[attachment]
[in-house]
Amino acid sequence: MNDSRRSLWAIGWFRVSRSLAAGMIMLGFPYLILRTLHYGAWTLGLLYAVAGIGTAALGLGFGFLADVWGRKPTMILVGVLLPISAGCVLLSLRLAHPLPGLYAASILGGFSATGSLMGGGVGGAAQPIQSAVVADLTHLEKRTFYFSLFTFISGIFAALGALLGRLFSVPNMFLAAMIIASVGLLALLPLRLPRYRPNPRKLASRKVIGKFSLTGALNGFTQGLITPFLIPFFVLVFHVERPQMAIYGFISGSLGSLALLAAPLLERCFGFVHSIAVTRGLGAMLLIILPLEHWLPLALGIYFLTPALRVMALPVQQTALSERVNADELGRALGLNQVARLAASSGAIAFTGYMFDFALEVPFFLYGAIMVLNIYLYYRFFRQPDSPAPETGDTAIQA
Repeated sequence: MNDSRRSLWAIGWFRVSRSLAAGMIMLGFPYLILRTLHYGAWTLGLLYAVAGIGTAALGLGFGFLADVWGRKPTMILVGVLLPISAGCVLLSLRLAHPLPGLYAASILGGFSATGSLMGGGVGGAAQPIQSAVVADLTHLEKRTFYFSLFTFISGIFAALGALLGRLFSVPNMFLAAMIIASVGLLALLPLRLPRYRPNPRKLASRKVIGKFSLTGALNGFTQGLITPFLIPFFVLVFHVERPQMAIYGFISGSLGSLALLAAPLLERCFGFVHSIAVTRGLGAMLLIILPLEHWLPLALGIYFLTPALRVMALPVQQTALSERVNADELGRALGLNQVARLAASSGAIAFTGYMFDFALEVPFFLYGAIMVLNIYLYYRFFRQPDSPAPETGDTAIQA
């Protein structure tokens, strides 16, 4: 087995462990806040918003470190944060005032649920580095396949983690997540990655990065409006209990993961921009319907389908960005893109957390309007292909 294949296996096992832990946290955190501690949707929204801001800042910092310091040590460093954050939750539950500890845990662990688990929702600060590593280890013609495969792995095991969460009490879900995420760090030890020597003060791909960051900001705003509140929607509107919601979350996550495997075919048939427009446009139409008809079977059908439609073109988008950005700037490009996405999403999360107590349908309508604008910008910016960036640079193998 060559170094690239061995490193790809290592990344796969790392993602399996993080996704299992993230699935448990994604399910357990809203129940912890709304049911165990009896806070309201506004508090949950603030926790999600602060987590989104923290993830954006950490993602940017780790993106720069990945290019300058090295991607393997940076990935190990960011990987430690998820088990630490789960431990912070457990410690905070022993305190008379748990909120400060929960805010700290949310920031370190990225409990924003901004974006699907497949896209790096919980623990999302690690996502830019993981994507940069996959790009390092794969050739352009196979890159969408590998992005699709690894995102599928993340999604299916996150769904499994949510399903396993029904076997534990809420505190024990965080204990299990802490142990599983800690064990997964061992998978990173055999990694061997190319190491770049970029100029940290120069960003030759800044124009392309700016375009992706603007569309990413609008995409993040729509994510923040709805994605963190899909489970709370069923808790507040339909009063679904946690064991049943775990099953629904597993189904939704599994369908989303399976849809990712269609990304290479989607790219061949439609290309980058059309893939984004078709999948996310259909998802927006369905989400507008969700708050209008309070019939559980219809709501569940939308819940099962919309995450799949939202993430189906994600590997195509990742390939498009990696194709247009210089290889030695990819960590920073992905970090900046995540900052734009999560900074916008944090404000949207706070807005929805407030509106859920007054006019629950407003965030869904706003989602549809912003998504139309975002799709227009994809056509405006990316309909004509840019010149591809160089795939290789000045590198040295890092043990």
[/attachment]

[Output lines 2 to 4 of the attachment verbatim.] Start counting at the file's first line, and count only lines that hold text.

Amino acid sequence: MNDSRRSLWAIGWFRVSRSLAAGMIMLGFPYLILRTLHYGAWTLGLLYAVAGIGTAALGLGFGFLADVWGRKPTMILVGVLLPISAGCVLLSLRLAHPLPGLYAASILGGFSATGSLMGGGVGGAAQPIQSAVVADLTHLEKRTFYFSLFTFISGIFAALGALLGRLFSVPNMFLAAMIIASVGLLALLPLRLPRYRPNPRKLASRKVIGKFSLTGALNGFTQGLITPFLIPFFVLVFHVERPQMAIYGFISGSLGSLALLAAPLLERCFGFVHSIAVTRGLGAMLLIILPLEHWLPLALGIYFLTPALRVMALPVQQTALSERVNADELGRALGLNQVARLAASSGAIAFTGYMFDFALEVPFFLYGAIMVLNIYLYYRFFRQPDSPAPETGDTAIQA
Repeated sequence: MNDSRRSLWAIGWFRVSRSLAAGMIMLGFPYLILRTLHYGAWTLGLLYAVAGIGTAALGLGFGFLADVWGRKPTMILVGVLLPISAGCVLLSLRLAHPLPGLYAASILGGFSATGSLMGGGVGGAAQPIQSAVVADLTHLEKRTFYFSLFTFISGIFAALGALLGRLFSVPNMFLAAMIIASVGLLALLPLRLPRYRPNPRKLASRKVIGKFSLTGALNGFTQGLITPFLIPFFVLVFHVERPQMAIYGFISGSLGSLALLAAPLLERCFGFVHSIAVTRGLGAMLLIILPLEHWLPLALGIYFLTPALRVMALPVQQTALSERVNADELGRALGLNQVARLAASSGAIAFTGYMFDFALEVPFFLYGAIMVLNIYLYYRFFRQPDSPAPETGDTAIQA
């Protein structure tokens, strides 16, 4: 087995462990806040918003470190944060005032649920580095396949983690997540990655990065409006209990993961921009319907389908960005893109957390309007292909 294949296996096992832990946290955190501690949707929204801001800042910092310091040590460093954050939750539950500890845990662990688990929702600060590593280890013609495969792995095991969460009490879900995420760090030890020597003060791909960051900001705003509140929607509107919601979350996550495997075919048939427009446009139409008809079977059908439609073109988008950005700037490009996405999403999360107590349908309508604008910008910016960036640079193998 060559170094690239061995490193790809290592990344796969790392993602399996993080996704299992993230699935448990994604399910357990809203129940912890709304049911165990009896806070309201506004508090949950603030926790999600602060987590989104923290993830954006950490993602940017780790993106720069990945290019300058090295991607393997940076990935190990960011990987430690998820088990630490789960431990912070457990410690905070022993305190008379748990909120400060929960805010700290949310920031370190990225409990924003901004974006699907497949896209790096919980623990999302690690996502830019993981994507940069996959790009390092794969050739352009196979890159969408590998992005699709690894995102599928993340999604299916996150769904499994949510399903396993029904076997534990809420505190024990965080204990299990802490142990599983800690064990997964061992998978990173055999990694061997190319190491770049970029100029940290120069960003030759800044124009392309700016375009992706603007569309990413609008995409993040729509994510923040709805994605963190899909489970709370069923808790507040339909009063679904946690064991049943775990099953629904597993189904939704599994369908989303399976849809990712269609990304290479989607790219061949439609290309980058059309893939984004078709999948996310259909998802927006369905989400507008969700708050209008309070019939559980219809709501569940939308819940099962919309995450799949939202993430189906994600590997195509990742390939498009990696194709247009210089290889030695990819960590920073992905970090900046995540900052734009999560900074916008944090404000949207706070807005929805407030509106859920007054006019629950407003965030869904706003989602549809912003998504139309975002799709227009994809056509405006990316309909004509840019010149591809160089795939290789000045590198040295890092043990």